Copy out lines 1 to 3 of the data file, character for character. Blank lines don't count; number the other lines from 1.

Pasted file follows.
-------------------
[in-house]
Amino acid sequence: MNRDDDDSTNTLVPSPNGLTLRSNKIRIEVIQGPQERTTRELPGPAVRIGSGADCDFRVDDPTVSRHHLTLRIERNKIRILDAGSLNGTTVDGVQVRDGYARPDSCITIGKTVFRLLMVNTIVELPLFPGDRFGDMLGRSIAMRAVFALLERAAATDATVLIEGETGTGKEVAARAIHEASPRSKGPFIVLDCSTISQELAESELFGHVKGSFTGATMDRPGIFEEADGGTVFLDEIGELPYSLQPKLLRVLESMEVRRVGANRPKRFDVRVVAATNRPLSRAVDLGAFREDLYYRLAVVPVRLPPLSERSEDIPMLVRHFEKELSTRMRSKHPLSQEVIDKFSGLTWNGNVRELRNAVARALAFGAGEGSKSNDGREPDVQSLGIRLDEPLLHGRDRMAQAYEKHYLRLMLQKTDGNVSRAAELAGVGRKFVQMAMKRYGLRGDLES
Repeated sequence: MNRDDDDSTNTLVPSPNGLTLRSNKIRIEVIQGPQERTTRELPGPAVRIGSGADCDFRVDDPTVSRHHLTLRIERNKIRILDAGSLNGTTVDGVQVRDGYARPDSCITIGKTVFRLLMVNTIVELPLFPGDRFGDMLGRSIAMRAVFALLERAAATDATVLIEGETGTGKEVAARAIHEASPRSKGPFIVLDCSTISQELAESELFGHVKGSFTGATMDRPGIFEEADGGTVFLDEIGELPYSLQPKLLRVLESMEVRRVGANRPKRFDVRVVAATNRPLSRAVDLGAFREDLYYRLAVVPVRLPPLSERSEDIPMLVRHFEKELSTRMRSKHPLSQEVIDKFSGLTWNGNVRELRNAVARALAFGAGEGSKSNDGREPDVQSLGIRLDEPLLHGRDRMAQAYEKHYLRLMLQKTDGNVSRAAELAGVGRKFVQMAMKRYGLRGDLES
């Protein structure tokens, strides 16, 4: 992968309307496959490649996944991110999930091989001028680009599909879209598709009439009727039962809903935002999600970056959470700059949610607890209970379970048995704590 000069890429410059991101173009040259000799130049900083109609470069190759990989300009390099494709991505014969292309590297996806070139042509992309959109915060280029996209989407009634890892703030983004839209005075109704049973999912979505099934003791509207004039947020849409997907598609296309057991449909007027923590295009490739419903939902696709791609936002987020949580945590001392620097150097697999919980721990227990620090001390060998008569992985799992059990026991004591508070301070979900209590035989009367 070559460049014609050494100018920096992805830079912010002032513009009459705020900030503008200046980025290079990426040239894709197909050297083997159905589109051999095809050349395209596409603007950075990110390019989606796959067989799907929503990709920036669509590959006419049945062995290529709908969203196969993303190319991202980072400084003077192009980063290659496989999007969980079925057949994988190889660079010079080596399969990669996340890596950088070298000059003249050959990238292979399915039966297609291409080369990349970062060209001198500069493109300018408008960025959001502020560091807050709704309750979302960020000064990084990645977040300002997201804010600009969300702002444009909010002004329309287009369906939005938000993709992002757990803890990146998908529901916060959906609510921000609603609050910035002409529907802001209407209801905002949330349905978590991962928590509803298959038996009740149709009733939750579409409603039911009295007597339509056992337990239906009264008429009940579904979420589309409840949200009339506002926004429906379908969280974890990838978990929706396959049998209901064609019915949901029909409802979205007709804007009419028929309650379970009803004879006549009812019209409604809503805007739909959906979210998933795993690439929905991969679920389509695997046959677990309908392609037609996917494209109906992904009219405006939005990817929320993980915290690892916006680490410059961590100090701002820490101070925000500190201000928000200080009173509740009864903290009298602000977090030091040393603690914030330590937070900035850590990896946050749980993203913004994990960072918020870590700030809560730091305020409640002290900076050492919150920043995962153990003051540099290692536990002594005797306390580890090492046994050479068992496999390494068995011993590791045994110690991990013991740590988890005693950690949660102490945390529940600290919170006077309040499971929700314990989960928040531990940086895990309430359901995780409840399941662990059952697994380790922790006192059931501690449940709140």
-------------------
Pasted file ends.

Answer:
[in-house]
Amino acid sequence: MNRDDDDSTNTLVPSPNGLTLRSNKIRIEVIQGPQERTTRELPGPAVRIGSGADCDFRVDDPTVSRHHLTLRIERNKIRILDAGSLNGTTVDGVQVRDGYARPDSCITIGKTVFRLLMVNTIVELPLFPGDRFGDMLGRSIAMRAVFALLERAAATDATVLIEGETGTGKEVAARAIHEASPRSKGPFIVLDCSTISQELAESELFGHVKGSFTGATMDRPGIFEEADGGTVFLDEIGELPYSLQPKLLRVLESMEVRRVGANRPKRFDVRVVAATNRPLSRAVDLGAFREDLYYRLAVVPVRLPPLSERSEDIPMLVRHFEKELSTRMRSKHPLSQEVIDKFSGLTWNGNVRELRNAVARALAFGAGEGSKSNDGREPDVQSLGIRLDEPLLHGRDRMAQAYEKHYLRLMLQKTDGNVSRAAELAGVGRKFVQMAMKRYGLRGDLES
Repeated sequence: MNRDDDDSTNTLVPSPNGLTLRSNKIRIEVIQGPQERTTRELPGPAVRIGSGADCDFRVDDPTVSRHHLTLRIERNKIRILDAGSLNGTTVDGVQVRDGYARPDSCITIGKTVFRLLMVNTIVELPLFPGDRFGDMLGRSIAMRAVFALLERAAATDATVLIEGETGTGKEVAARAIHEASPRSKGPFIVLDCSTISQELAESELFGHVKGSFTGATMDRPGIFEEADGGTVFLDEIGELPYSLQPKLLRVLESMEVRRVGANRPKRFDVRVVAATNRPLSRAVDLGAFREDLYYRLAVVPVRLPPLSERSEDIPMLVRHFEKELSTRMRSKHPLSQEVIDKFSGLTWNGNVRELRNAVARALAFGAGEGSKSNDGREPDVQSLGIRLDEPLLHGRDRMAQAYEKHYLRLMLQKTDGNVSRAAELAGVGRKFVQMAMKRYGLRGDLES